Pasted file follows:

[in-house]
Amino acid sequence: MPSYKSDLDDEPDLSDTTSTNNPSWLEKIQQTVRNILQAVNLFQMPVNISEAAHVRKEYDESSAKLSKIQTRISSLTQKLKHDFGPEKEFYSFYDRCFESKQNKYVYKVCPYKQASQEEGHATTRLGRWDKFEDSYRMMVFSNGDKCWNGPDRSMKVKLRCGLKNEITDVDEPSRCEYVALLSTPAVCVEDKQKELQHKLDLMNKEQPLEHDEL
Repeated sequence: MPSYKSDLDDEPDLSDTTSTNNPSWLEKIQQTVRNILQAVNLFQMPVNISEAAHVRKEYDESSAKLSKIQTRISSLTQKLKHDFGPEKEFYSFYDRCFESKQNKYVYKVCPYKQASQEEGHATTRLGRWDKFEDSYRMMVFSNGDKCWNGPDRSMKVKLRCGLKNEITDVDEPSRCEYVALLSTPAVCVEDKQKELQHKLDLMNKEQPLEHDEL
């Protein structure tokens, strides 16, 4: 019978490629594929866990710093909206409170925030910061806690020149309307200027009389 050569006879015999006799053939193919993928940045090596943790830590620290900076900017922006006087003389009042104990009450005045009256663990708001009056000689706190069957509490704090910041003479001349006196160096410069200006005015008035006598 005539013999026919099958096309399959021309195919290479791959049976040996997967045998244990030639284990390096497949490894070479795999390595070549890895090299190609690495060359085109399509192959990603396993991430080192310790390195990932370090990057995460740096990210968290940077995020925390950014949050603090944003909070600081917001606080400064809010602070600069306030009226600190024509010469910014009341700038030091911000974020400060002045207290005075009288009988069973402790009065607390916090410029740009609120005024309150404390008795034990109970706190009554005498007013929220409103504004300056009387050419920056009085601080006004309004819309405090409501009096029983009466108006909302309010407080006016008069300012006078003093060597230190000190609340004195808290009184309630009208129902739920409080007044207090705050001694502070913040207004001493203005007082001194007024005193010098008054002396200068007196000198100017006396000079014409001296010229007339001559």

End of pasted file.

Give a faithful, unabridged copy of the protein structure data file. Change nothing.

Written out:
[in-house]
Amino acid sequence: MPSYKSDLDDEPDLSDTTSTNNPSWLEKIQQTVRNILQAVNLFQMPVNISEAAHVRKEYDESSAKLSKIQTRISSLTQKLKHDFGPEKEFYSFYDRCFESKQNKYVYKVCPYKQASQEEGHATTRLGRWDKFEDSYRMMVFSNGDKCWNGPDRSMKVKLRCGLKNEITDVDEPSRCEYVALLSTPAVCVEDKQKELQHKLDLMNKEQPLEHDEL
Repeated sequence: MPSYKSDLDDEPDLSDTTSTNNPSWLEKIQQTVRNILQAVNLFQMPVNISEAAHVRKEYDESSAKLSKIQTRISSLTQKLKHDFGPEKEFYSFYDRCFESKQNKYVYKVCPYKQASQEEGHATTRLGRWDKFEDSYRMMVFSNGDKCWNGPDRSMKVKLRCGLKNEITDVDEPSRCEYVALLSTPAVCVEDKQKELQHKLDLMNKEQPLEHDEL
């Protein structure tokens, strides 16, 4: 019978490629594929866990710093909206409170925030910061806690020149309307200027009389 050569006879015999006799053939193919993928940045090596943790830590620290900076900017922006006087003389009042104990009450005045009256663990708001009056000689706190069957509490704090910041003479001349006196160096410069200006005015008035006598 005539013999026919099958096309399959021309195919290479791959049976040996997967045998244990030639284990390096497949490894070479795999390595070549890895090299190609690495060359085109399509192959990603396993991430080192310790390195990932370090990057995460740096990210968290940077995020925390950014949050603090944003909070600081917001606080400064809010602070600069306030009226600190024509010469910014009341700038030091911000974020400060002045207290005075009288009988069973402790009065607390916090410029740009609120005024309150404390008795034990109970706190009554005498007013929220409103504004300056009387050419920056009085601080006004309004819309405090409501009096029983009466108006909302309010407080006016008069300012006078003093060597230190000190609340004195808290009184309630009208129902739920409080007044207090705050001694502070913040207004001493203005007082001194007024005193010098008054002396200068007196000198100017006396000079014409001296010229007339001559």